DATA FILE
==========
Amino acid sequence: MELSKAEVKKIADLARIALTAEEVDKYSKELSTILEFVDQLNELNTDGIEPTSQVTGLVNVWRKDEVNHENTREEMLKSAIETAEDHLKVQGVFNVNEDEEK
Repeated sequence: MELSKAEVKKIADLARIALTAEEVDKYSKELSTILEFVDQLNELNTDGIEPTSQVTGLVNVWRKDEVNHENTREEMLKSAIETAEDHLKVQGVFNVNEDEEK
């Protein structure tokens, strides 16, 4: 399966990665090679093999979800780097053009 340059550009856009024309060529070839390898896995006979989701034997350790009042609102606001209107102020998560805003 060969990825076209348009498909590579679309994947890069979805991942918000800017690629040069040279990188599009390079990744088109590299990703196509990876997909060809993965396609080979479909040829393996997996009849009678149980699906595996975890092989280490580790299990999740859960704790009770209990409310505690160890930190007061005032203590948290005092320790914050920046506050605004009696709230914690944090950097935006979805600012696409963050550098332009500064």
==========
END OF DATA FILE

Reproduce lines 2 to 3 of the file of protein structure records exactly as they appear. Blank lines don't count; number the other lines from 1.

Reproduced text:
Repeated sequence: MELSKAEVKKIADLARIALTAEEVDKYSKELSTILEFVDQLNELNTDGIEPTSQVTGLVNVWRKDEVNHENTREEMLKSAIETAEDHLKVQGVFNVNEDEEK
């Protein structure tokens, strides 16, 4: 399966990665090679093999979800780097053009 340059550009856009024309060529070839390898896995006979989701034997350790009042609102606001209107102020998560805003 060969990825076209348009498909590579679309994947890069979805991942918000800017690629040069040279990188599009390079990744088109590299990703196509990876997909060809993965396609080979479909040829393996997996009849009678149980699906595996975890092989280490580790299990999740859960704790009770209990409310505690160890930190007061005032203590948290005092320790914050920046506050605004009696709230914690944090950097935006979805600012696409963050550098332009500064």